Autocracy and Revolution in Russia

Autocracy and Revolution in Russia

Autocracy and Revolution in Russia

Autocracy and Revolution in Russia

Excerpt

It was with much hesitation that I accepted the honor to deliver the Harris lectures during the present month, because I felt that it would be extremely difficult to give in the space of six lectures an adequate picture of the complex processes of the Russian Revolution. Much of the scientific and historical material still remains untouched, neither analyzed nor systematized. However, we know enough at present to discern at least the main lines of development of the social forces that brought about the Revolution.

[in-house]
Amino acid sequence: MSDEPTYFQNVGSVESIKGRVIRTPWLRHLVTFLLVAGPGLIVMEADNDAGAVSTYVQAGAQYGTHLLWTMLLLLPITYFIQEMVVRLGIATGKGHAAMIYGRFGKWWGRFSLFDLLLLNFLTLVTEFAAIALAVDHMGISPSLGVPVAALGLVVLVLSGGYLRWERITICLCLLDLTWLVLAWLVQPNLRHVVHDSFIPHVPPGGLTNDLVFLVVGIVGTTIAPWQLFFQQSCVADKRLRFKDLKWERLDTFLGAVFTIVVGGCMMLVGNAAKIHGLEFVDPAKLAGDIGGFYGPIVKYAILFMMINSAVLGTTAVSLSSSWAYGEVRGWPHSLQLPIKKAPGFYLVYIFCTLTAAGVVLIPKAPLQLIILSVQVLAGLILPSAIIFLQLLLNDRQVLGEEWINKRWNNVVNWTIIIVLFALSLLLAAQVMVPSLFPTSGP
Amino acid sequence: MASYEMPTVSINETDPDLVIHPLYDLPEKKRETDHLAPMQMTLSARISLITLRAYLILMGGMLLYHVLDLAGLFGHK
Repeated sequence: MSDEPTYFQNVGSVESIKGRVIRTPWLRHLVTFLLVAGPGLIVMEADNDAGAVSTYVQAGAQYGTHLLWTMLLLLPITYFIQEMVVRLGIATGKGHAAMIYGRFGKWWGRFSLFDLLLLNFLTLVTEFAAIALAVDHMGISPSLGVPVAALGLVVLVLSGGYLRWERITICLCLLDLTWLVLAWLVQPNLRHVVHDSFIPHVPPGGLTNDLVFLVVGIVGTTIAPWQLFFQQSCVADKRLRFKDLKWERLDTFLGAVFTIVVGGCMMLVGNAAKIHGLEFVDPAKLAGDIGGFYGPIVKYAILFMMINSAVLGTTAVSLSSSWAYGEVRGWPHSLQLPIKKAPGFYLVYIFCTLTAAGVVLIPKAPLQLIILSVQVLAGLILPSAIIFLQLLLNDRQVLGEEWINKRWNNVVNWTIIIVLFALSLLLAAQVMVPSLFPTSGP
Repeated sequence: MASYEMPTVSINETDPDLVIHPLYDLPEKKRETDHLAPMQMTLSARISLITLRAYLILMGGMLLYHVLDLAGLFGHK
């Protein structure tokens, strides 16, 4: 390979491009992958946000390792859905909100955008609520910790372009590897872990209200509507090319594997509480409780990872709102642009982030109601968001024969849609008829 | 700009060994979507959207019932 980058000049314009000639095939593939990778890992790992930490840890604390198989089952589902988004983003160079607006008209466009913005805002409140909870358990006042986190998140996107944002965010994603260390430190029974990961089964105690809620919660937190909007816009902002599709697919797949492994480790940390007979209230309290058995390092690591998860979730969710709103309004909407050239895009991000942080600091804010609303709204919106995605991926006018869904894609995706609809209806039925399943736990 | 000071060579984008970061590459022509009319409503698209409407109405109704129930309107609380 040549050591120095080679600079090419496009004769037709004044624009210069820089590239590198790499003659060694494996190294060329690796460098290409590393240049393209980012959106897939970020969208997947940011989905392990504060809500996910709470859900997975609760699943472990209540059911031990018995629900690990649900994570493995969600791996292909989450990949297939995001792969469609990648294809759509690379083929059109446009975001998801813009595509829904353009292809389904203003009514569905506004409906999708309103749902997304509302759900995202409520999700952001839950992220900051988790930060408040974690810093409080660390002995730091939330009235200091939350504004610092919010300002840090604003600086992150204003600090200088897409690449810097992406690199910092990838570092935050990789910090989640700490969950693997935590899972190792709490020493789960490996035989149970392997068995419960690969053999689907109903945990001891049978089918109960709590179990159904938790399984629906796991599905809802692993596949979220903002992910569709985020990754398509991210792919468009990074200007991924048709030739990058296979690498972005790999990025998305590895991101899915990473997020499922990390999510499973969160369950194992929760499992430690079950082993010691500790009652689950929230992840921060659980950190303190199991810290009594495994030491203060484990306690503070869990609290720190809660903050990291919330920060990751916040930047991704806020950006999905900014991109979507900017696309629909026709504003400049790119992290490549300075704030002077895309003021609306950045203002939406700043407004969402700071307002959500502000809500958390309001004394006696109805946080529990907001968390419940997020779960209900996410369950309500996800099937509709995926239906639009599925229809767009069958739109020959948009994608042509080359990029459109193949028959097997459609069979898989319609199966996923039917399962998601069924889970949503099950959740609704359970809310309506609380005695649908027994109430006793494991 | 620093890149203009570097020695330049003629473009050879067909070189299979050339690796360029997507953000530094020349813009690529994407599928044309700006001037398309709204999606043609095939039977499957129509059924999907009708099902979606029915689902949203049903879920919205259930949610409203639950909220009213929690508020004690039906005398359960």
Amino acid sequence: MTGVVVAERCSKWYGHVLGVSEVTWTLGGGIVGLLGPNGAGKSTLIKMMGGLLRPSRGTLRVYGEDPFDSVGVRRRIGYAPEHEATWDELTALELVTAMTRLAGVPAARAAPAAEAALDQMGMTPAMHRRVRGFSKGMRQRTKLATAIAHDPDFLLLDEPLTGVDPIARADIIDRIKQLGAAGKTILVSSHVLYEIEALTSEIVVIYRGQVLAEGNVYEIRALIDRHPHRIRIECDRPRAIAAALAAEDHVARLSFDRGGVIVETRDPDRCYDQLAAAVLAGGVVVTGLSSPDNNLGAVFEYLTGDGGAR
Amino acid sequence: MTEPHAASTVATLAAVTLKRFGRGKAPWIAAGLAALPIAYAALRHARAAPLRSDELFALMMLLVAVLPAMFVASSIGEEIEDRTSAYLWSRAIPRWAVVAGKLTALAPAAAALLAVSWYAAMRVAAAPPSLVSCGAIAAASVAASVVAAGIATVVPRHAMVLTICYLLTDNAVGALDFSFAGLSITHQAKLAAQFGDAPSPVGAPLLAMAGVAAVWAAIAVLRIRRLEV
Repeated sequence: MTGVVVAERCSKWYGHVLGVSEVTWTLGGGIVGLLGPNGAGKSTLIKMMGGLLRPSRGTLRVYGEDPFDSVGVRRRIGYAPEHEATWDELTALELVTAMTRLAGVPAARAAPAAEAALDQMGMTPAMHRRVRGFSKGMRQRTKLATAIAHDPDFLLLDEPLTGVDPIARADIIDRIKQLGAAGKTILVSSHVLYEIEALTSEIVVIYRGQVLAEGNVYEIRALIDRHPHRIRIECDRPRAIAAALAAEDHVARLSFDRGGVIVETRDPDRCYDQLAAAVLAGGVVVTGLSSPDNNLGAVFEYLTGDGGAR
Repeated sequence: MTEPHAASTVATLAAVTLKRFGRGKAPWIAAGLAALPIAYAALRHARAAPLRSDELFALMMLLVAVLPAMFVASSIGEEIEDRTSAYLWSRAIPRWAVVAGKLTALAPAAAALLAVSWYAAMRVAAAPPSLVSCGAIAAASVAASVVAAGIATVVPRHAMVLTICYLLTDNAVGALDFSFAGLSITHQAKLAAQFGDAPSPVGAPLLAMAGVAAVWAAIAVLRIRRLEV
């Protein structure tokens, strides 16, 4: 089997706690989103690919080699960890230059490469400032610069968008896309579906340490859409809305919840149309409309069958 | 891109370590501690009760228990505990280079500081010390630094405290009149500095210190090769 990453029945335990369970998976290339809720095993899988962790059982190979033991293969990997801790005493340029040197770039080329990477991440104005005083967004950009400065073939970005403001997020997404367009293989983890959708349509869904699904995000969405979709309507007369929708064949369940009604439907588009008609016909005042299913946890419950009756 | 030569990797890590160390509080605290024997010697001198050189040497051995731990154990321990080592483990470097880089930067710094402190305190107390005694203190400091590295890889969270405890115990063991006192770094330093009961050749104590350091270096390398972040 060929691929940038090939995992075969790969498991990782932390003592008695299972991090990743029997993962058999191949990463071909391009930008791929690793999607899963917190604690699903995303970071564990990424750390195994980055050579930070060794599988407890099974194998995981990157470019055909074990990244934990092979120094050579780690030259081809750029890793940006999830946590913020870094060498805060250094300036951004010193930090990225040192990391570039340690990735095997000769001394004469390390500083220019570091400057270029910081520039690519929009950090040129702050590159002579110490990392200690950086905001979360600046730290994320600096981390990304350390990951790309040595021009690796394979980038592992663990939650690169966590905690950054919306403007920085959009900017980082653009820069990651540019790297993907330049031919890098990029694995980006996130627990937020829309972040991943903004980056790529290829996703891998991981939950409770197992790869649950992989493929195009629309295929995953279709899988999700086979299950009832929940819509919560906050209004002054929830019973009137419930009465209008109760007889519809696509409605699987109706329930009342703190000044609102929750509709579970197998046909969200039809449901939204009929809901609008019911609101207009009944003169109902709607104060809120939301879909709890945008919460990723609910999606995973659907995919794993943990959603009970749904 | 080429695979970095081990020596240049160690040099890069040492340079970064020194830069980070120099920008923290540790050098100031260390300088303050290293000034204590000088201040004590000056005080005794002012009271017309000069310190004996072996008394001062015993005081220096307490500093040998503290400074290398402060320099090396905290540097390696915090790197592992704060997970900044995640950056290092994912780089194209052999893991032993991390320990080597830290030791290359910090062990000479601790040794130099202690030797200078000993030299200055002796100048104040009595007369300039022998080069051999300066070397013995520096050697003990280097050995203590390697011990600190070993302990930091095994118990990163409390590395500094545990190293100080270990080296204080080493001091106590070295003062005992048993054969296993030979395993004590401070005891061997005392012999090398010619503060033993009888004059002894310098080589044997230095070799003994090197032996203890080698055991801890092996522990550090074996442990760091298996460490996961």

I suppose that most educated people realize that the Revolution did not come suddenly and quite unexpectedly, but that it was the necessary outcome of the social readjustment that was taking place in Russia during the three last decades. Thus, in order to make the picture of the events of 1917 more comprehensible, I had to start my narrative with the preceding period, when autocracy was gradually falling to pieces, when the old régime was no longer able to satisfy the needs and requirements of social life and when the political system of Tsarism began rapidly to degenerate, becoming demoralized and utterly inefficient.

There were many warnings of the coming social storm, but none were stronger and more vital than the disturbances of 1905, that followed the defeat of the Japanese war. Alas! that sad lesson was not learned . . .

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